• Question: Who was responsible for designing the rover?

    Asked by _-^【𝔇arina】^-_ on 17 Feb 2020.
    • Photo: Peter Fawdon

      Peter Fawdon answered on 17 Feb 2020:

      The Team at Airbus Designed most of the rover, but each of the instruments where designed by science teams that are going to use the data from them. So PanCam, which is in many ways the eyes of the rover, was mostly designed scientists and engineers at The Mullards Space Science laboratory and the University of Aberystwyth.

      Check out
      @ExoMarsPanCam on twitter

    • Photo: Abbie Hutty

      Abbie Hutty answered on 20 Feb 2020:

      It’s really a joint effort by a lot of people! There was an early study team who came up with the basic design, like the rough size, the way it would drive (6 wheels on bogie pivots) what it would have on board (therefore how much it had to carry) and so how much power it would need, and so on.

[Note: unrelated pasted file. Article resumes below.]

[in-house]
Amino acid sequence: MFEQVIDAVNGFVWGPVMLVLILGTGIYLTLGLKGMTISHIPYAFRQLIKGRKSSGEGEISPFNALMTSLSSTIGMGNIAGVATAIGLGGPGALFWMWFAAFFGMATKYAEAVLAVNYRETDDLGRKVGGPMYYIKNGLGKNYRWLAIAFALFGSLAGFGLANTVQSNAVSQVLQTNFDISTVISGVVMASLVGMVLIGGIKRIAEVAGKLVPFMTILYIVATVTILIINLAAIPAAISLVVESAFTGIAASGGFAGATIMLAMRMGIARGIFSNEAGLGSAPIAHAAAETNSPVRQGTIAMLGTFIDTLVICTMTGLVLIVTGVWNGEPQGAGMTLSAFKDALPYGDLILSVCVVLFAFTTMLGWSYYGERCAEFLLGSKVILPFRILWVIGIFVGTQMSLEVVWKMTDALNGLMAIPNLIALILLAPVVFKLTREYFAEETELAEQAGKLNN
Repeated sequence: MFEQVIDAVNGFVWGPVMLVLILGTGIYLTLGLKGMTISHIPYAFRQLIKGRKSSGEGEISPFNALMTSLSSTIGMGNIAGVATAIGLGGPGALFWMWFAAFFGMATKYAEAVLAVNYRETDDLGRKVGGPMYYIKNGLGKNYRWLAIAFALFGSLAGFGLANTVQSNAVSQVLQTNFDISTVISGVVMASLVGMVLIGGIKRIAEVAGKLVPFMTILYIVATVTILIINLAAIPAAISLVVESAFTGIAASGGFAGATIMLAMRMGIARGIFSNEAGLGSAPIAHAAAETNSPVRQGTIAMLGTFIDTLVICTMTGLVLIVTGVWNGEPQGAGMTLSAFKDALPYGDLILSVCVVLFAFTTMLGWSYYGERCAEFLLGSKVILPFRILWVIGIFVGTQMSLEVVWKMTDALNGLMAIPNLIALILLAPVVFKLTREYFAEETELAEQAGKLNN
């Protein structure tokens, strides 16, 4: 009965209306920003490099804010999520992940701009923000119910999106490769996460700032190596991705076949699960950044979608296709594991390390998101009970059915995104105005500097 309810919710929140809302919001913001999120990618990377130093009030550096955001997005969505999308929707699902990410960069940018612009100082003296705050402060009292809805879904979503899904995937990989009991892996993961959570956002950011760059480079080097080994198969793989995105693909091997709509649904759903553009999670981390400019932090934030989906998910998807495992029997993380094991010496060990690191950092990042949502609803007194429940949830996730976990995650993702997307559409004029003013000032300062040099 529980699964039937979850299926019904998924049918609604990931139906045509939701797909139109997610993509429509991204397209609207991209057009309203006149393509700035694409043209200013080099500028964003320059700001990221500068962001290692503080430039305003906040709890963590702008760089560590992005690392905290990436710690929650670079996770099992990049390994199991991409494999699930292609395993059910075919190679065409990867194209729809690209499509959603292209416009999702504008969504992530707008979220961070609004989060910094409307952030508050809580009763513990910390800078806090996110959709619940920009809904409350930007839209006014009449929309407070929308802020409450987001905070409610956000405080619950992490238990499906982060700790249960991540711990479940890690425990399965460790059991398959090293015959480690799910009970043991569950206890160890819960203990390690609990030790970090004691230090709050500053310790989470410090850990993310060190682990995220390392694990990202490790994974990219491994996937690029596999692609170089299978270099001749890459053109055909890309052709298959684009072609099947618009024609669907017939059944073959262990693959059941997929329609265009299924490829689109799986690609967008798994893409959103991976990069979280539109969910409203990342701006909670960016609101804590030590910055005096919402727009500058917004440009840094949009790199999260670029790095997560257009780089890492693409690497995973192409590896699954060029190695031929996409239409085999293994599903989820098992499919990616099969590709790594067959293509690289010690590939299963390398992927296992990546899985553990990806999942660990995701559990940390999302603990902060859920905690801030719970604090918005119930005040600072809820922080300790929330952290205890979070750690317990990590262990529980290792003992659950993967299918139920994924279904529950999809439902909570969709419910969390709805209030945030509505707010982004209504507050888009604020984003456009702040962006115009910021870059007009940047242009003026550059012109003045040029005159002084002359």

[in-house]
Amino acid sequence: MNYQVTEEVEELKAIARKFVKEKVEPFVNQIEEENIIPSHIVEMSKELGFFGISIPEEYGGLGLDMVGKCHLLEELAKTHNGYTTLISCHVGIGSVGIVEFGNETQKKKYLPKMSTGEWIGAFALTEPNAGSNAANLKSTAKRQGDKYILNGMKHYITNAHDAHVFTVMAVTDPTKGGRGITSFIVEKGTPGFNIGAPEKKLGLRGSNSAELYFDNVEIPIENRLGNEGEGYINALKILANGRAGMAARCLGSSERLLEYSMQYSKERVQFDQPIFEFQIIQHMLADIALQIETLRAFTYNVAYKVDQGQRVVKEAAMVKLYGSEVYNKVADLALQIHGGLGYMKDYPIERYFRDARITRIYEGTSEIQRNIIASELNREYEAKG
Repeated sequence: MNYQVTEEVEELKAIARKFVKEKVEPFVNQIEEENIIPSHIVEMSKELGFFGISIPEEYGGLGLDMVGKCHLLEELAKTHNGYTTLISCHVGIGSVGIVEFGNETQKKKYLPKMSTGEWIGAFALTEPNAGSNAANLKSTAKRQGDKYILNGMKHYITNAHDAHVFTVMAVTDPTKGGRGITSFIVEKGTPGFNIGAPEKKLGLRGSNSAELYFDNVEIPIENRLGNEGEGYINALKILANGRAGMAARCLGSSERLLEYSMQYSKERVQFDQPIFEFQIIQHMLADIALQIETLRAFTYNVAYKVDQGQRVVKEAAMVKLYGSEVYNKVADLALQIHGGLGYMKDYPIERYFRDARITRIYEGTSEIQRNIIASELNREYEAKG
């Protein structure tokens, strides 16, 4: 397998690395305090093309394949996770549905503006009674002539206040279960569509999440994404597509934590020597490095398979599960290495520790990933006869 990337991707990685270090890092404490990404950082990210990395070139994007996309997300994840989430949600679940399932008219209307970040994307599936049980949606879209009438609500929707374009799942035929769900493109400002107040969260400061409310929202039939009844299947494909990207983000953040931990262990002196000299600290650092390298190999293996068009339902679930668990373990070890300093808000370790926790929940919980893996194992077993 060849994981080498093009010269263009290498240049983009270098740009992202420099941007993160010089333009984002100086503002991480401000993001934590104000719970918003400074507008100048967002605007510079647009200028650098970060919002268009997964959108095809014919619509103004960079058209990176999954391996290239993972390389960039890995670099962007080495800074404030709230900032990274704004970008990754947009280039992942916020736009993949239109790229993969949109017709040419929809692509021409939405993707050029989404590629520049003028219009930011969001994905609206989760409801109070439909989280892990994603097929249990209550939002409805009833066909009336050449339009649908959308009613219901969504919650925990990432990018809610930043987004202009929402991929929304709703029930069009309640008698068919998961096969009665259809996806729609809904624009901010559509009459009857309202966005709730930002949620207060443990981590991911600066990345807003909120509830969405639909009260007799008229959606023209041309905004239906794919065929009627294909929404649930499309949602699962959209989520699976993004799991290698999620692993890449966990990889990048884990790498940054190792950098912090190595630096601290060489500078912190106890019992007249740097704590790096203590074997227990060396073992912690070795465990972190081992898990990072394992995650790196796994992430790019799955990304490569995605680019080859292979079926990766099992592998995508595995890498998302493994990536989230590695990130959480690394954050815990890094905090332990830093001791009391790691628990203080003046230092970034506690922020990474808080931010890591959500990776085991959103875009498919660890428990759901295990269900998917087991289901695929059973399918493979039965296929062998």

Then the larger team picked up that design and studied it in detail and changed the sizes and shapes and materials and things to make sure it would be strong enough, and as light as possible, and would survive the extremes heats and environment and things. So everyone “left their mark” on the overall rover during that process, making the changes they had to to make it work, but overall it still looks similar to the concept design. So there are probably 250 people or so in those teams combined.

      And that’s not including all the instruments and things, which are still part of the “rover”, so they all count too. We once estimated that 1000 people had worked on the mission in total, including the teams working on the rocket and cruise module and descent module that are used to get the rover safely down to the ground on Mars.

      When you say “responsible” we actually use that term in a special way in engineering, to mean the person who has the final authority for decisions made about the design, which would be the engineering manager at ESA. Normally they don’t get involved with all the small details and just leave those up to the teams directly working on them, but if there was ever a big problem that those teams couldn’t solve, or that was going to make a big difference to the rover, they would be the one that was “responsible” for saying whether that was ok or not.